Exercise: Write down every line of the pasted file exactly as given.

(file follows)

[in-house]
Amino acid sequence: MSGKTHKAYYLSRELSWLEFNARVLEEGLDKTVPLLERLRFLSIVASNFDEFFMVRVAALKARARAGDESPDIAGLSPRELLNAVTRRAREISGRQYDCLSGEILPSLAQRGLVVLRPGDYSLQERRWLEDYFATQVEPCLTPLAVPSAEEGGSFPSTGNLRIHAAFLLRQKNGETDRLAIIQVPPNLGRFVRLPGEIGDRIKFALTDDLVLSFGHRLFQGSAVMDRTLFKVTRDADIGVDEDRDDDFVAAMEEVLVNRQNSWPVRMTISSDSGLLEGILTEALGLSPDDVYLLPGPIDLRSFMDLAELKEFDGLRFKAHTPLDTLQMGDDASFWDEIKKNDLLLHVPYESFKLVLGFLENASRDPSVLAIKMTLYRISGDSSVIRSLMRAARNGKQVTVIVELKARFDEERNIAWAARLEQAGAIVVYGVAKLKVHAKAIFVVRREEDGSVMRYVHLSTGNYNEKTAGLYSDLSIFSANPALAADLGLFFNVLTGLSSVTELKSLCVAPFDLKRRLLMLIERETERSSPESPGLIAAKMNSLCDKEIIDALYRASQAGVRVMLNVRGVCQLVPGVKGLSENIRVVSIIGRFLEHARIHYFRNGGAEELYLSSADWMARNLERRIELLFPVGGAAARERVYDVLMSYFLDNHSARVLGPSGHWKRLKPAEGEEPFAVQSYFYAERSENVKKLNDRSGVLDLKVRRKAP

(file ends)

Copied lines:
[in-house]
Amino acid sequence: MSGKTHKAYYLSRELSWLEFNARVLEEGLDKTVPLLERLRFLSIVASNFDEFFMVRVAALKARARAGDESPDIAGLSPRELLNAVTRRAREISGRQYDCLSGEILPSLAQRGLVVLRPGDYSLQERRWLEDYFATQVEPCLTPLAVPSAEEGGSFPSTGNLRIHAAFLLRQKNGETDRLAIIQVPPNLGRFVRLPGEIGDRIKFALTDDLVLSFGHRLFQGSAVMDRTLFKVTRDADIGVDEDRDDDFVAAMEEVLVNRQNSWPVRMTISSDSGLLEGILTEALGLSPDDVYLLPGPIDLRSFMDLAELKEFDGLRFKAHTPLDTLQMGDDASFWDEIKKNDLLLHVPYESFKLVLGFLENASRDPSVLAIKMTLYRISGDSSVIRSLMRAARNGKQVTVIVELKARFDEERNIAWAARLEQAGAIVVYGVAKLKVHAKAIFVVRREEDGSVMRYVHLSTGNYNEKTAGLYSDLSIFSANPALAADLGLFFNVLTGLSSVTELKSLCVAPFDLKRRLLMLIERETERSSPESPGLIAAKMNSLCDKEIIDALYRASQAGVRVMLNVRGVCQLVPGVKGLSENIRVVSIIGRFLEHARIHYFRNGGAEELYLSSADWMARNLERRIELLFPVGGAAARERVYDVLMSYFLDNHSARVLGPSGHWKRLKPAEGEEPFAVQSYFYAERSENVKKLNDRSGVLDLKVRRKAP